Mountain dialogues from antiquity to modernity

Jason Peter König (Editor), Dawn Hollis (Editor)

Research output: Book/ReportBook

5 Citations (Scopus)

Abstract

Throughout the longue dureé of Western culture, how have people represented mountains as landscapes of the imagination and as places of real experience? In what ways has human understanding of mountains changed – or stayed the same?

Mountain Dialogues from Antiquity to Modernity opens up a new conversation between ancient and modern engagements with mountains. It highlights the ongoing relevance of ancient understandings of mountain environments to the postclassical and present-day world, while also suggesting ways in which modern approaches to landscape can generate new questions about premodern responses. It brings together experts from across many different disciplines and periods, offering case studies on topics ranging from classical Greek drama to Renaissance art, and from early modern natural philosophy to nineteenth-century travel writing. Throughout, essays engage with key themes of temporality, knowledge, identity, and experience in the mountain landscape.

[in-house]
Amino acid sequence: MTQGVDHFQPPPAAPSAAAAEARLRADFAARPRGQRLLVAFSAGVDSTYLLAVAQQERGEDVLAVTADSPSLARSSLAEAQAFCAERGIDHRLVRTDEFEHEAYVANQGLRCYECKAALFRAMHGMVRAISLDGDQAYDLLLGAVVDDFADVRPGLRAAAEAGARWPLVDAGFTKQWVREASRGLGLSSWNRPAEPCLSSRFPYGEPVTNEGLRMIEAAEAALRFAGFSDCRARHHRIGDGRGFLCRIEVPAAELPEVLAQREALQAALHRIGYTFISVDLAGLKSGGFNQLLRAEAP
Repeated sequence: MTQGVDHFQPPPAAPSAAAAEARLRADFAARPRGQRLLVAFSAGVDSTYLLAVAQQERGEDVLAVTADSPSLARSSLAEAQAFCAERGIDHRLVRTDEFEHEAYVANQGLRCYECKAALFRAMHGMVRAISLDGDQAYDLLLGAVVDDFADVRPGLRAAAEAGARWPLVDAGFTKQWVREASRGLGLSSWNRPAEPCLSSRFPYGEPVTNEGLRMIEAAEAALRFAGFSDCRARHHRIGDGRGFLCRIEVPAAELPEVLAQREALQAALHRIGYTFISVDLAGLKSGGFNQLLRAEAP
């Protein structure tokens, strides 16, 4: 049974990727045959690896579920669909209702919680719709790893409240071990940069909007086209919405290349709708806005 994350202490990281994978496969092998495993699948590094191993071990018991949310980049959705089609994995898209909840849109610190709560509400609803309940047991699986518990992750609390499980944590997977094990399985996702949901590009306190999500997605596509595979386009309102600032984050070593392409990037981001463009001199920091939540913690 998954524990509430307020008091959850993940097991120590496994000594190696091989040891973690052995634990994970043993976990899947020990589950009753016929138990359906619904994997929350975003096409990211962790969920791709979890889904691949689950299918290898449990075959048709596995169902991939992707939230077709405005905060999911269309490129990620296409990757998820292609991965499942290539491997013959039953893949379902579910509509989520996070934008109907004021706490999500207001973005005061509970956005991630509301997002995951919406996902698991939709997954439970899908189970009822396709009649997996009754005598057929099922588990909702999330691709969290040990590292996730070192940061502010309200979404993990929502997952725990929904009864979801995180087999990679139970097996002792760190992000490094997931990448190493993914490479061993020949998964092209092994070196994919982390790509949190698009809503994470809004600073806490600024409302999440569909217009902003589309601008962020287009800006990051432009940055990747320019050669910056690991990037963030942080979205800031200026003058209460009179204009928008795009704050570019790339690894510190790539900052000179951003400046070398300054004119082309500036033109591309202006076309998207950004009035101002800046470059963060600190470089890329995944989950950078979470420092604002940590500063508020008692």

As a whole, the volume suggests that modern responses to mountains participate in rhetorical and experiential patterns that stretch right back to the ancient Mediterranean. It also makes the case for collaborative, cross-period research as a route both for understanding human relations with the natural world in the past, and informing them in the present.
Original languageEnglish
Place of PublicationLondon
PublisherBloomsbury Academic
Number of pages255
ISBN (Electronic)9781350162839, 9781350162853
ISBN (Print)9781350162822, 9781350194106
DOIs
Publication statusPublished - 6 May 2021

Publication series

NameAncient environments

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